The Hidden Dangers Of Burning Incense

Incense has been around for ages, dating all the way to ancient Egypt (via Britannica). While the types of incense we use today differ greatly from what was burned millennia ago, one constant remains: Incense generates smoke, and that can be dangerous (via Science Daily).

For starters, inhaling smoke, even in small amounts, is not healthy for your lungs. One study conducted in 2013 showed that smoke from burning incense causes lung inflammation (via ScienceDirect). Not only that, but the type of smoke emitted from certain types of incense contains pollutants such as carbon monoxide, sulfur dioxide, and formaldehyde.

Another study from 2008 found that a group of 61,320 women who burned incense regularly for five years had an increased chance of upper respiratory tract carcinomas (via US National Library of Medicine). The more they used incense, the greater their risk. Moreover, a 2011 study conducted on children found an association between incense smoke and asthma and asthma-like symptoms (via European Respiratory Journal).

Incense smoke affects more than the lungs

Incense smoke is not just unhealthy for your lungs. Other studies indicate that inhaling incense smoke does other damage to the body. Research shows breathing incense smoke causes inflammation in the body, and it can also damage DNA (via Springer Link). Another animal study also showed that smoke had a negative impact on metabolism, caused weight loss, and even lowered levels of good cholesterol (via Wiley Online Library). Furthermore, a 2014 study of over 60,000 people revealed higher incidences of cardiovascular-related deaths in those who burned incense (via US National Library of Medicine). More specifically, 12% of those who burned incense daily for at least 20 years were more likely to die from a form of heart disease.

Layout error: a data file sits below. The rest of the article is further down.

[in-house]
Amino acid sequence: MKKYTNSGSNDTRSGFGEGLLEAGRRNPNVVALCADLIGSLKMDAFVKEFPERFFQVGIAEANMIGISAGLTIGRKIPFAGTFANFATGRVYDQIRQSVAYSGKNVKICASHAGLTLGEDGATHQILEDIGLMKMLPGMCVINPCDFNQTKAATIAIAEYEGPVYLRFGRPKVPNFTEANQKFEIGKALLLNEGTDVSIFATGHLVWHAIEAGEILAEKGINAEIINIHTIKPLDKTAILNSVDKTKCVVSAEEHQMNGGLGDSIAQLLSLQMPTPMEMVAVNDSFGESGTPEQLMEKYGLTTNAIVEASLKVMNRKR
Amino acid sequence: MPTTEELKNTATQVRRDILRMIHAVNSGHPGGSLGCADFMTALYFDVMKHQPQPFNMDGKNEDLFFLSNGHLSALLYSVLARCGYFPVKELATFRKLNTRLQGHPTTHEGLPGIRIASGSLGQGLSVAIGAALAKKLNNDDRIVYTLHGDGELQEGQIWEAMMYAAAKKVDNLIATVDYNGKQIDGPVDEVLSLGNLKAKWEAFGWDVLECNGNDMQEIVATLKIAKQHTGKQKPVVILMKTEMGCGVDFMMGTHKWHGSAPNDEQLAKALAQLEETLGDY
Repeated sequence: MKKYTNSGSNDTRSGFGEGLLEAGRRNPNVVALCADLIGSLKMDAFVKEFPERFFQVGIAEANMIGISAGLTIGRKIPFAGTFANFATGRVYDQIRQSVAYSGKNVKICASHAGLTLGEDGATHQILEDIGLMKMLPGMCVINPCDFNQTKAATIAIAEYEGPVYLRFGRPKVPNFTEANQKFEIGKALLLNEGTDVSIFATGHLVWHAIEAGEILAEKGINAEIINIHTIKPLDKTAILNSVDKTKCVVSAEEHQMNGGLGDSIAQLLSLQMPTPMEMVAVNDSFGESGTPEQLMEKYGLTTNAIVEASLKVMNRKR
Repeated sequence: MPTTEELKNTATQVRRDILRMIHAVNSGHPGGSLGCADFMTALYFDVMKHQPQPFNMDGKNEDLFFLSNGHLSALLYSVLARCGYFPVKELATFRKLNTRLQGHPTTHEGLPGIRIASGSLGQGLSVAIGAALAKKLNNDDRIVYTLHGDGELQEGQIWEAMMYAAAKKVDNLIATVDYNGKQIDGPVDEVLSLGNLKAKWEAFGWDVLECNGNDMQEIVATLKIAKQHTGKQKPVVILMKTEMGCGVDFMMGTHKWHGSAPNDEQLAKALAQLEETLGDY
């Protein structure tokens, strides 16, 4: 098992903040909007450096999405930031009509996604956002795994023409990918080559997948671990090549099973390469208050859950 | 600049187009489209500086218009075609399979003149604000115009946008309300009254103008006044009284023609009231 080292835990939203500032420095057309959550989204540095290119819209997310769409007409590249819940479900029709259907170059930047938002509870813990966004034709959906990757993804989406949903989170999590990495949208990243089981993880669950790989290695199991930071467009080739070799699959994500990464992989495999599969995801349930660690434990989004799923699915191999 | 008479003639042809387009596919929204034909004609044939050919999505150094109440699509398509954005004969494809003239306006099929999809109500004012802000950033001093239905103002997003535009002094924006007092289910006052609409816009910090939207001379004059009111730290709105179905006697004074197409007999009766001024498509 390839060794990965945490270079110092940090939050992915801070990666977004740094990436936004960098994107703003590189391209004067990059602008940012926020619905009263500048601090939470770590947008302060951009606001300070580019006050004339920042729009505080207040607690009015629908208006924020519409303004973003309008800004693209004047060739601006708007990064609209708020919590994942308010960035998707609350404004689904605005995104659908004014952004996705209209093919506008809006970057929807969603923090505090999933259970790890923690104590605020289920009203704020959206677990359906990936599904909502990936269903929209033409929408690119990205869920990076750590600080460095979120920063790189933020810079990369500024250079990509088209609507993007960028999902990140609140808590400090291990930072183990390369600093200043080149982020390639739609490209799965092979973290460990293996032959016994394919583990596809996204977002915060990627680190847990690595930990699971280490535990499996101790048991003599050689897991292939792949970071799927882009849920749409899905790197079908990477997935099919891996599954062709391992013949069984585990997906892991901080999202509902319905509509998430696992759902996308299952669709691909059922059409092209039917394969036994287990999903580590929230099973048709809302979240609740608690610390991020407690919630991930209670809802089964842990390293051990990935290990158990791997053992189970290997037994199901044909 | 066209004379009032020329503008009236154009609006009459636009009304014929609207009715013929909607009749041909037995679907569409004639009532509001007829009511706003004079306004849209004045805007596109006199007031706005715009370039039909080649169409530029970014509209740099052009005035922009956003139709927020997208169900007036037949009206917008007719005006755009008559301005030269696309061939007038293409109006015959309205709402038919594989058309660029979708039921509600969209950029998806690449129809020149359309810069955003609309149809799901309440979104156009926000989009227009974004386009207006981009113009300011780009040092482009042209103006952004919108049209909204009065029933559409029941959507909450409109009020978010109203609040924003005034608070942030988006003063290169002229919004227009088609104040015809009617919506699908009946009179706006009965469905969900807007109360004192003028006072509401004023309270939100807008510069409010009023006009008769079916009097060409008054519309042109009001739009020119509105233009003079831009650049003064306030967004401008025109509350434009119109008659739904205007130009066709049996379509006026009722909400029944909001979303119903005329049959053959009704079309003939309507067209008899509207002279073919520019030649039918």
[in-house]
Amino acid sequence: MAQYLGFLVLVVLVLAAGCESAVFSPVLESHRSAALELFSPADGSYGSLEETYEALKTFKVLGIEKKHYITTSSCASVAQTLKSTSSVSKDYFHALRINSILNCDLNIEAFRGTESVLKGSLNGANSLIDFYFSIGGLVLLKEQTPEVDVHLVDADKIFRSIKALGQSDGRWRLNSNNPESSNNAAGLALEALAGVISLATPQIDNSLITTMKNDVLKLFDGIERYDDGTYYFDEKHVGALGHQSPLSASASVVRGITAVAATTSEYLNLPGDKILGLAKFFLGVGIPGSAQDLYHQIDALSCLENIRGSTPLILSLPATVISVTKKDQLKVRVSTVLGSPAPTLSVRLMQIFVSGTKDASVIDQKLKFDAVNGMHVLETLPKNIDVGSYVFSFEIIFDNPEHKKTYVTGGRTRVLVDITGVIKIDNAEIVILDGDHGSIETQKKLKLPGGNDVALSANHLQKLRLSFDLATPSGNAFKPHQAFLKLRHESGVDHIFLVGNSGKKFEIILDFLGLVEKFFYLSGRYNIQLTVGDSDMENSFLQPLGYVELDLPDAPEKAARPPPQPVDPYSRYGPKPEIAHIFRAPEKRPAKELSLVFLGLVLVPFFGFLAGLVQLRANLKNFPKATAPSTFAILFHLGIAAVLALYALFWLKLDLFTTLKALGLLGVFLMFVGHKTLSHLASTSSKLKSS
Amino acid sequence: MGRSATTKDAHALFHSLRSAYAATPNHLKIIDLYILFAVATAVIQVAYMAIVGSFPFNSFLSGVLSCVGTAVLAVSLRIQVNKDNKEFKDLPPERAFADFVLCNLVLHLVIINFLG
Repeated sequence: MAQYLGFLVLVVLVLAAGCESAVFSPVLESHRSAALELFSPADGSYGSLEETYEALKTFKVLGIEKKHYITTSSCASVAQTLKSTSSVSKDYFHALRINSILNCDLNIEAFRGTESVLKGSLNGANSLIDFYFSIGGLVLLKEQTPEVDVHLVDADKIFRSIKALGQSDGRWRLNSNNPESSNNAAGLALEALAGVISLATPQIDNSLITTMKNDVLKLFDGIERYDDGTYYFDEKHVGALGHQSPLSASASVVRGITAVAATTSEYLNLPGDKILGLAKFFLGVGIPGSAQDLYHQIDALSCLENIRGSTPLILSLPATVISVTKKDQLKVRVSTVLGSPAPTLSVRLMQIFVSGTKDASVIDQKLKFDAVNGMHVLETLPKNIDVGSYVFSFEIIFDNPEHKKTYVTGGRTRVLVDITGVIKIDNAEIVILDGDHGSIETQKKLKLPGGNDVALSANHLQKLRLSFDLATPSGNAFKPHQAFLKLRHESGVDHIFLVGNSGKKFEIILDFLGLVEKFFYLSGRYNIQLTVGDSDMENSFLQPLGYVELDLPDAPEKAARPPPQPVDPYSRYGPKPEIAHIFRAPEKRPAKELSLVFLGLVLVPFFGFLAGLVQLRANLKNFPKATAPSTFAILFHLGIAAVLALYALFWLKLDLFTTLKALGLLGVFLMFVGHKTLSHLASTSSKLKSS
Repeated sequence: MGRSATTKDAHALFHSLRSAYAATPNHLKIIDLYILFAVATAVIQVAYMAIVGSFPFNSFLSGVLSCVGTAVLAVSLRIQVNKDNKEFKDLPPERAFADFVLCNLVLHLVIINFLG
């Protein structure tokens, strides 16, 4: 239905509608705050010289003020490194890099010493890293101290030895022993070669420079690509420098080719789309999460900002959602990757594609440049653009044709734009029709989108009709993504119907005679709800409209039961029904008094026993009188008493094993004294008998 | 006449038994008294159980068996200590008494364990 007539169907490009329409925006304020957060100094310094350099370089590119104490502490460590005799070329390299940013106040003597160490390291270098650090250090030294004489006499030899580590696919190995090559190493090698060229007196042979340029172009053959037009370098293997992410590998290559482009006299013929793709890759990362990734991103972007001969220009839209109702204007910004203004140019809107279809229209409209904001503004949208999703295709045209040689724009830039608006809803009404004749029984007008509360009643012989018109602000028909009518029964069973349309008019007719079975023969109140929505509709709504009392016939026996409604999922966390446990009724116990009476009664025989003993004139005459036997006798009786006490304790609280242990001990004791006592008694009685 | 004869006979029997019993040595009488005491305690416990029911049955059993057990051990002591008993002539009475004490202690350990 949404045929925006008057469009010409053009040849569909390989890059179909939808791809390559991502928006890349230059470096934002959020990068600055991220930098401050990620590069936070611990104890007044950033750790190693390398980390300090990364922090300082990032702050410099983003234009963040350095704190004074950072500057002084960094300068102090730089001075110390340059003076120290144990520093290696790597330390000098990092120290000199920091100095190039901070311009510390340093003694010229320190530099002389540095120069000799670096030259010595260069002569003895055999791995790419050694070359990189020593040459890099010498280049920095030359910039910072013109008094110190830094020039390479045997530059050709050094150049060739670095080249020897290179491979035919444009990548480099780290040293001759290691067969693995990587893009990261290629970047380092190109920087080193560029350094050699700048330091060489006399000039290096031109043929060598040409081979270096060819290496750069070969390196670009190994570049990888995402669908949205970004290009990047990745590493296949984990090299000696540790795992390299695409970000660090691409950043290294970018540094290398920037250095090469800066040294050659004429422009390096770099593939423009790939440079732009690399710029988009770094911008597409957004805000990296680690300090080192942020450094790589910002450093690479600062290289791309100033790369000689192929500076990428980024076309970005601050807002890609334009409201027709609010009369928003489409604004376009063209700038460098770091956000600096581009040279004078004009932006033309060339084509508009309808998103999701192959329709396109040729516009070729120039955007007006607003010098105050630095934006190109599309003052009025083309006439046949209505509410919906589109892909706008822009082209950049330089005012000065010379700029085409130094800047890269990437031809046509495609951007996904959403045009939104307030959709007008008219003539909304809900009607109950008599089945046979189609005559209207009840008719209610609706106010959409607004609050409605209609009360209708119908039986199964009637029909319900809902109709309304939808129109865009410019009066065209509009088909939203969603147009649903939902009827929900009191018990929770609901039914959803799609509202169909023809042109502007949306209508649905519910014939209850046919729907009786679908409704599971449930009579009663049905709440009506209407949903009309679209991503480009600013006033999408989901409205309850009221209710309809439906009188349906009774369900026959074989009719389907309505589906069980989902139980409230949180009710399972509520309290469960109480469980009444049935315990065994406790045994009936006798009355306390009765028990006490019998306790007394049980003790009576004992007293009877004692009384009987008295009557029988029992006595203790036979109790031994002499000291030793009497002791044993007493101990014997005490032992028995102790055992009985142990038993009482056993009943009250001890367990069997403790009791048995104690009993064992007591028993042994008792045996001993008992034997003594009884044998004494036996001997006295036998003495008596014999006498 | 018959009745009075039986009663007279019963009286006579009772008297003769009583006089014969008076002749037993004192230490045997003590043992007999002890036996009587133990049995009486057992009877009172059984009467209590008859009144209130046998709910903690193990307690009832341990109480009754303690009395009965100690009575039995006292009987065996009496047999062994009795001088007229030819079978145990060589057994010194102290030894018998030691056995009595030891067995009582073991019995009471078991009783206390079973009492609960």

There are healthier options when it comes to adding scents to your home. One is an oil burner, which is actually an oil warmer, in which you place a few drops of essential oil into the holder. You can also add a drops of essential oil to a small bowl of baking soda for an odor remover/air freshener (via Organic Authority).